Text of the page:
For maximum energy efficiency, EPS rigid foam insulation can be specified to achieve the desired thermal resistance and can significantly reduce air leakage that may occur in roof, wall and below grade assemblies. The amount of insulation required will vary depending on the building design, climate and energy costs, making it important to choose the most cost effective R-value per inch.
EPS delivers R-value ranging from 3.60 to 4.20 per inch. It is the only rigid foam insulation that offers stable thermal resistance from the point of manufacture. Foam insulation is effective in buildings with space limitations and where higher R-values are needed. EPS rated at R-4 per inch of thickness can provide up to 2 times greater insulation than traditional insulating materials of the same thickness.
Other rigid foam insulation materials require testing to determine their long-term thermal resistance (LTTR) which can add to product development costs and render a calculated ‘guess’ at the insulation’s performance over time. EPS does not have to conduct such tests because it does not experience thermal drift, meaning its R-value remains constant throughout the life of the building.
EPS Slab-On-Grade floors are one example that demonstrates energy savings. According to the U.S. Department of Energy (DOE), Office of Building Technology, insulating the exterior edge of the foundation slab can reduce winter heating bills by up to 10 to 20 percent1. An insulated slab also provides thermal mass to store heat and moderates indoor temperatures.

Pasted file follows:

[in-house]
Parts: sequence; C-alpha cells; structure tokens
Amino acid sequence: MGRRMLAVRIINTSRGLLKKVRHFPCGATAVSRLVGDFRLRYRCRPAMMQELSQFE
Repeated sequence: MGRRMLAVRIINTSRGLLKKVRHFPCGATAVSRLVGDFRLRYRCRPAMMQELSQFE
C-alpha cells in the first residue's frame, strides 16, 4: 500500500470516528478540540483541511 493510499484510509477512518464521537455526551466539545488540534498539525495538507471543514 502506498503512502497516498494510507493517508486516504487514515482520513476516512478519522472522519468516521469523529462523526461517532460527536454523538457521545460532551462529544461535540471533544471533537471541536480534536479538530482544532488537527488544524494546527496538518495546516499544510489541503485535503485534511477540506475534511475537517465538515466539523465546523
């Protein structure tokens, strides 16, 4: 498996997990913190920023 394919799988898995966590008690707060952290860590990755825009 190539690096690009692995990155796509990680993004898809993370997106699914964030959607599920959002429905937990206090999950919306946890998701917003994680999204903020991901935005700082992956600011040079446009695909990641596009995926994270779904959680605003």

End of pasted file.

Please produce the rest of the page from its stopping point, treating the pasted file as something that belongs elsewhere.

Studies designed to evaluate newer building systems applications, like structural insulated panels (SIPS) and insulated concrete forms (ICFs) have shown increased energy savings over competing materials, up to 25%. In a 1993 test conducted by the Florida Solar Energy Center, a building constructed with EPS insulation tested at only 1.8 air changes per hour (ach) versus 3.9 ach measured for a conventional, stick frame construction. Similar results for ICFs made using EPS are shown in a study performed by Oak Ridge National Laboratory, “Dynamic Thermal Performance and Air-Tightness Effects of Concrete and Masonry Walls” and the Department of Housing and Urban Development, “Insulating Concrete Forms: Installed Cost and Acoustic Performance. Houses built with ICF exterior walls require an estimated 44% less energy to heat and 32% less energy to cool than comparable frame houses.
When properly installed, EPS insulation reduces the transfer of heat flow, either out of or into the building. Structural systems like SIPs and ICFs further improve the resistance to heat flow by providing tighter construction. Additional studies from the Cement Association of Canada (CAC) and the Northwest Territories Housing Corp. (NWTHC) show that homes constructed with ICFs above and below grade wall construction have reduced air infiltration compared to other wall assemblies.
1. Slab Insulation Technology Factsheet. Office of Building Technology, State & Community Programs Energy Efficiency & Renewable Energy. U.S. Department of Energy. December 2000.
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